Equipped to Lead and Succeed

Ground Zero For Zero Waste

The Bay Area Helps Churn Volunteerism Into A Career

by Daniel Morgan

For USF alum Max Wechsler ’16, zero waste is his passion. As such, being known internationally for trailblazing environmental ideas and policies, San Francisco was already one of the best cities for Wechsler, but throw an exceptional masters program into the fray, USF’s MS in Environmental Management (MSEM), and there was really no place better for him to be.

Epicenter of Zero Waste

Zero waste is geared toward the responsible and sustainable management of material resources, and the elimination of all waste products that would otherwise be incinerated or go to landfills.

“All types of entities are involved in zero waste—government, businesses, nonprofit organizations, individual citizens,” Wechsler said. “Being in San Francisco has been critical to meeting the people that comprise the zero waste community. It’s a diverse bunch—lots of interesting, smart, weird people choose ‘garbage’ (or lack thereof) as a career path, and everybody seems to know one another.”

With many alumni already involved in the zero waste community, the MSEM program was able to connect Wechsler with the like-minded individuals that are currently spearheading the industry, some of whom became instrumental in Wechsler's career development.

“People from the San Francisco Department of Environment’s (SFE) zero waste program came to speak at USF multiple times,” Wechsler said. “In fact, the manager of the program guest-lectured in my environmental law class. These connections helped me get an internship with SFE, which imparted valuable skills and knowledge I was able to leverage later on.”

Impassioned Volunteerism

In addition to his internship with SFE’s zero waste program, Wechsler has been adding to his knowledge and skills with prolific volunteerism. He has, during and after the program, participated in: San Francisco's city-wide ban of polystyrene (Styrofoam); outreach to uphold California’s single-use disposable plastic bag ban; an initiative to mitigate cigarette butt litter; and beach cleanups aimed at removing said cigarette butt litter.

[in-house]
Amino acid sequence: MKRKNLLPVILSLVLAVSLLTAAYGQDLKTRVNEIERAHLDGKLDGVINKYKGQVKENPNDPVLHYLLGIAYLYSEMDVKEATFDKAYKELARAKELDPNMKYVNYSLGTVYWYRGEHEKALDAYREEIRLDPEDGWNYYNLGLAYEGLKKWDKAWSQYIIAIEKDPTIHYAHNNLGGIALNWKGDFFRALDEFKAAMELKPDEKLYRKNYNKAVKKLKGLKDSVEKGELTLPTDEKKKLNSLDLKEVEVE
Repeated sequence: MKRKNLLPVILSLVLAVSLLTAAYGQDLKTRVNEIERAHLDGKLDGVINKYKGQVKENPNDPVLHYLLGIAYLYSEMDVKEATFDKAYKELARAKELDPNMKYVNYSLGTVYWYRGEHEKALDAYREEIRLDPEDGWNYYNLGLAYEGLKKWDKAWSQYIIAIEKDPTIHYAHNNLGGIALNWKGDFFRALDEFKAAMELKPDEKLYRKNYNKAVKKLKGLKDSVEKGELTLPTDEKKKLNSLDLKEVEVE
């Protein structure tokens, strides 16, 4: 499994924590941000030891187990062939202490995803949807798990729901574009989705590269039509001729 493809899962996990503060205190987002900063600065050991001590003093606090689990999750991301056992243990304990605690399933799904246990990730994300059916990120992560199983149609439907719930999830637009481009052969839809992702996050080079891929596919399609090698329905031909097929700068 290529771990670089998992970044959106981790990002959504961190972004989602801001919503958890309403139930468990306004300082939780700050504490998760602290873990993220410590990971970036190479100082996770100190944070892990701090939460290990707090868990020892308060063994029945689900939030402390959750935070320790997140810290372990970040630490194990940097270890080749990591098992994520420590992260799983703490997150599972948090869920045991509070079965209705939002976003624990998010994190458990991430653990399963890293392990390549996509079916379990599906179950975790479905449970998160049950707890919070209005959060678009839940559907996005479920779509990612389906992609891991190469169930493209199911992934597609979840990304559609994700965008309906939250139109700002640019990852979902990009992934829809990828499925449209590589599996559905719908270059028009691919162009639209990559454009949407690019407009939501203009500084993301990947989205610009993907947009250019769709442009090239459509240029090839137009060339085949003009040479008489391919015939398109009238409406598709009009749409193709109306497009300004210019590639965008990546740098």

“I’ve kept my boots on the ground, picking up thousands and thousands of butts,” he said.

In fact, Wechsler’s master’s project focused on the policy and infrastructure options that could more effectively mitigate cigarette butt litter. He joined the Surfrider Foundation, an international nonprofit organization comprised of surfers and everyday volunteers who passionately protect the ocean and its beaches.

“The San Francisco chapter, which is one of the strongest in the nation, is all volunteers,” he said, “which is pretty awesome.”

Tackling Local Environmental Politics

In his work with Surfrider, Wechsler has had the privilege of contributing to the local political scene. For instance, he has been in conversation with Connor Johnston, the Chief of Staff for city supervisor London Breed, the president of the San Francisco Board of Supervisors and fellow USF alum (Master in Public Affairs ’13), regarding local environmental issues ranging from the expanded Styrofoam ban to cigarette butts to urban trees.

As an alum, he has served as Vice Chair of Surfrider’s San Francisco Chapter’s “Hold on to your Butt” campaign, alongside program Chair Shelly Erickson, and as such, has led beach cleanups and provided outreach about the damaging effects of cigarette litter.

“Local politics is pretty funny, I’ve learned,” Wechsler said. “Being in San Francisco, people can actually have an influence on local policy. It’s pretty amazing.”

Turning it all into a Career

In December of 2016, just months after graduating from the MSEM program, Wechsler was hired on as an assistant operations manager at Urban Ore, a for-profit eco-retailer promoting and providing reuse and recycling of materials, for whom he’d previously been doing contract work.

“I’m extremely fortunate to have found a path where my passion and career are aligned,” Wechsler said, “to have found a calling where my energy is holistically committed towards preventing waste, improving the local economy, and taking part in a creative and inspiring community.”